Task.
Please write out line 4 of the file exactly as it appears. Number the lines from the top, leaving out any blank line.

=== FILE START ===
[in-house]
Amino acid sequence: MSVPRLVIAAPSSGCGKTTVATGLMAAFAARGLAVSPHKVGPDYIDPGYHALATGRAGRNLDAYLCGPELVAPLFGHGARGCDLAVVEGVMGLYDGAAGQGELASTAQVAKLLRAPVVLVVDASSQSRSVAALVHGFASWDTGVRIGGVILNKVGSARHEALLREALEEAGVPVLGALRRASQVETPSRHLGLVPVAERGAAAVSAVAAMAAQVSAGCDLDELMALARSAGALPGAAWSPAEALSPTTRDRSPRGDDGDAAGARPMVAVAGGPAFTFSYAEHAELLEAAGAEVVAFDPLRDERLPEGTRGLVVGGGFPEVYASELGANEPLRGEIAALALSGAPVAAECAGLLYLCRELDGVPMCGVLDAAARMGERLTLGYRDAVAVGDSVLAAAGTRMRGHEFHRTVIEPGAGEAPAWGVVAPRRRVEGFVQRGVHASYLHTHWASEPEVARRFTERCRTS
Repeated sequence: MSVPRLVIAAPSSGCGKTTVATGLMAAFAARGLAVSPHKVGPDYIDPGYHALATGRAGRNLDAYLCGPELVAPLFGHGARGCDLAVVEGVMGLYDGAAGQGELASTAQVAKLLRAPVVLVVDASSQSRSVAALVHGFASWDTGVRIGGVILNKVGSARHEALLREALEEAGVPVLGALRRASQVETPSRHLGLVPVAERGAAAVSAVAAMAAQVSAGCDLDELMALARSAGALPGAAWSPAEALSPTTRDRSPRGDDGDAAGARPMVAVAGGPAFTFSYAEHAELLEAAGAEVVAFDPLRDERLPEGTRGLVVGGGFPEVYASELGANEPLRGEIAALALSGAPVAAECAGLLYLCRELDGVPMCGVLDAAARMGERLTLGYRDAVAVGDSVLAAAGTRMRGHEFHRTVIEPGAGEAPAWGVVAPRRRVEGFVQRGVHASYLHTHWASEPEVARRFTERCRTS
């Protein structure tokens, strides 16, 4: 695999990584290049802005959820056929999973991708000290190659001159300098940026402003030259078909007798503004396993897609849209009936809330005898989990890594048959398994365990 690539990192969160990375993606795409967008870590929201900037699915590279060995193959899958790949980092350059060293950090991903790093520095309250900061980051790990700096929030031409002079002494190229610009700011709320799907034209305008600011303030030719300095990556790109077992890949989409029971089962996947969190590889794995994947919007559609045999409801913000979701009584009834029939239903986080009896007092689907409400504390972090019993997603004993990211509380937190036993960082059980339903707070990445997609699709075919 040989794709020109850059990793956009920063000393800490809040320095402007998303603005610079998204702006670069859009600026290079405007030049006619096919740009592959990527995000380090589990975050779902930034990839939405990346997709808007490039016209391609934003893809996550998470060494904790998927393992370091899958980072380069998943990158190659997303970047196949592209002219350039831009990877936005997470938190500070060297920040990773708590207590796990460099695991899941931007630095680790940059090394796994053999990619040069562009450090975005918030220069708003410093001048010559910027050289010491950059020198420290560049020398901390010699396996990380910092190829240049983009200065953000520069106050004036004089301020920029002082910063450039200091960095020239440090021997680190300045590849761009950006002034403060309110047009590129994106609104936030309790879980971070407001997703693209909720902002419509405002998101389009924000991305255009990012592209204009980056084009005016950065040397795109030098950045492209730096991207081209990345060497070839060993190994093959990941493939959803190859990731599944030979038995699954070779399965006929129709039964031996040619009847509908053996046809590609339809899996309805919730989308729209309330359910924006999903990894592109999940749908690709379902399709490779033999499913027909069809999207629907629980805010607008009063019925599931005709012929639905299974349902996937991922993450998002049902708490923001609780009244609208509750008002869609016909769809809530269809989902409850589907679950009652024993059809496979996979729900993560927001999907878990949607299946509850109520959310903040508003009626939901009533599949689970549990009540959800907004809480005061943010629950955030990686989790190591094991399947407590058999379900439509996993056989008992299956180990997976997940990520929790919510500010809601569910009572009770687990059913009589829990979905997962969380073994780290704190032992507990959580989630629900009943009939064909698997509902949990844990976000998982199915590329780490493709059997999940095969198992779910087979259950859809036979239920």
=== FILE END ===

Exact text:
């Protein structure tokens, strides 16, 4: 695999990584290049802005959820056929999973991708000290190659001159300098940026402003030259078909007798503004396993897609849209009936809330005898989990890594048959398994365990 690539990192969160990375993606795409967008870590929201900037699915590279060995193959899958790949980092350059060293950090991903790093520095309250900061980051790990700096929030031409002079002494190229610009700011709320799907034209305008600011303030030719300095990556790109077992890949989409029971089962996947969190590889794995994947919007559609045999409801913000979701009584009834029939239903986080009896007092689907409400504390972090019993997603004993990211509380937190036993960082059980339903707070990445997609699709075919 040989794709020109850059990793956009920063000393800490809040320095402007998303603005610079998204702006670069859009600026290079405007030049006619096919740009592959990527995000380090589990975050779902930034990839939405990346997709808007490039016209391609934003893809996550998470060494904790998927393992370091899958980072380069998943990158190659997303970047196949592209002219350039831009990877936005997470938190500070060297920040990773708590207590796990460099695991899941931007630095680790940059090394796994053999990619040069562009450090975005918030220069708003410093001048010559910027050289010491950059020198420290560049020398901390010699396996990380910092190829240049983009200065953000520069106050004036004089301020920029002082910063450039200091960095020239440090021997680190300045590849761009950006002034403060309110047009590129994106609104936030309790879980971070407001997703693209909720902002419509405002998101389009924000991305255009990012592209204009980056084009005016950065040397795109030098950045492209730096991207081209990345060497070839060993190994093959990941493939959803190859990731599944030979038995699954070779399965006929129709039964031996040619009847509908053996046809590609339809899996309805919730989308729209309330359910924006999903990894592109999940749908690709379902399709490779033999499913027909069809999207629907629980805010607008009063019925599931005709012929639905299974349902996937991922993450998002049902708490923001609780009244609208509750008002869609016909769809809530269809989902409850589907679950009652024993059809496979996979729900993560927001999907878990949607299946509850109520959310903040508003009626939901009533599949689970549990009540959800907004809480005061943010629950955030990686989790190591094991399947407590058999379900439509996993056989008992299956180990997976997940990520929790919510500010809601569910009572009770687990059913009589829990979905997962969380073994780290704190032992507990959580989630629900009943009939064909698997509902949990844990976000998982199915590329780490493709059997999940095969198992779910087979259950859809036979239920």